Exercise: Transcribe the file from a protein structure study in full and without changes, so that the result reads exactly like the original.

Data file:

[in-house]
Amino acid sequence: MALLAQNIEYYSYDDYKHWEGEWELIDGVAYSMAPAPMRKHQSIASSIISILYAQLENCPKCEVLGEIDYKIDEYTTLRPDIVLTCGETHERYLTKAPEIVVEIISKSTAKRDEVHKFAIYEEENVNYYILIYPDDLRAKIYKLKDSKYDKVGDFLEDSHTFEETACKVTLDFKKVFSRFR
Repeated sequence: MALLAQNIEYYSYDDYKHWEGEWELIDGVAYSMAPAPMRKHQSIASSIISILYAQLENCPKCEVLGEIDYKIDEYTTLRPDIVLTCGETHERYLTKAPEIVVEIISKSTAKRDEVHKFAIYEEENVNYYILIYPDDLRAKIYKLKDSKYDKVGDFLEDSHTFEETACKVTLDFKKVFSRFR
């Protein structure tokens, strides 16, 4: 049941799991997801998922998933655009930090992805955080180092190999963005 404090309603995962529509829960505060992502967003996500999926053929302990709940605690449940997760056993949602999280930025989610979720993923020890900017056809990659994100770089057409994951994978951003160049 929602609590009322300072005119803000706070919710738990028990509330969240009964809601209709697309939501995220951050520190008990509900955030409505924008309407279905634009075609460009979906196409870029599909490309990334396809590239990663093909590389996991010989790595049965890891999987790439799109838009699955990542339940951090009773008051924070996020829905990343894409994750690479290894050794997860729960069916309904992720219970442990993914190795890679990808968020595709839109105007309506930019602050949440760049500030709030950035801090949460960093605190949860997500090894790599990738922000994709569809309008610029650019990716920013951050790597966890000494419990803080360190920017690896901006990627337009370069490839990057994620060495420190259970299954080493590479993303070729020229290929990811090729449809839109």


[in-house]
Amino acid sequence: MALLAQNIEYYSYDDYKHWEGEWELIDGVAYSMAPAPMRKHQSIASSIISILYAQLENCPKCEVLGEIDYKIDEYTTLRPDIVLTCGETHERYLTKAPEIVVEIISKSTAKRDEVHKFAIYEEENVNYYILIYPDDLRAKIYKLKDSKYDKVGDFLEDSHTFEETACKVTLDFKKVFSRFR
Repeated sequence: MALLAQNIEYYSYDDYKHWEGEWELIDGVAYSMAPAPMRKHQSIASSIISILYAQLENCPKCEVLGEIDYKIDEYTTLRPDIVLTCGETHERYLTKAPEIVVEIISKSTAKRDEVHKFAIYEEENVNYYILIYPDDLRAKIYKLKDSKYDKVGDFLEDSHTFEETACKVTLDFKKVFSRFR
């Protein structure tokens, strides 16, 4: 049941799991997801998922998933655009930090992805955080180092190999963005 404090309603995962529509829960505060992502967003996500999926053929302990709940605690449940997760056993949602999280930025989610979720993923020890900017056809990659994100770089057409994951994978951003160049 929602609590009322300072005119803000706070919710738990028990509330969240009964809601209709697309939501995220951050520190008990509900955030409505924008309407279905634009075609460009979906196409870029599909490309990334396809590239990663093909590389996991010989790595049965890891999987790439799109838009699955990542339940951090009773008051924070996020829905990343894409994750690479290894050794997860729960069916309904992720219970442990993914190795890679990808968020595709839109105007309506930019602050949440760049500030709030950035801090949460960093605190949860997500090894790599990738922000994709569809309008610029650019990716920013951050790597966890000494419990803080360190920017690896901006990627337009370069490839990057994620060495420190259970299954080493590479993303070729020229290929990811090729449809839109």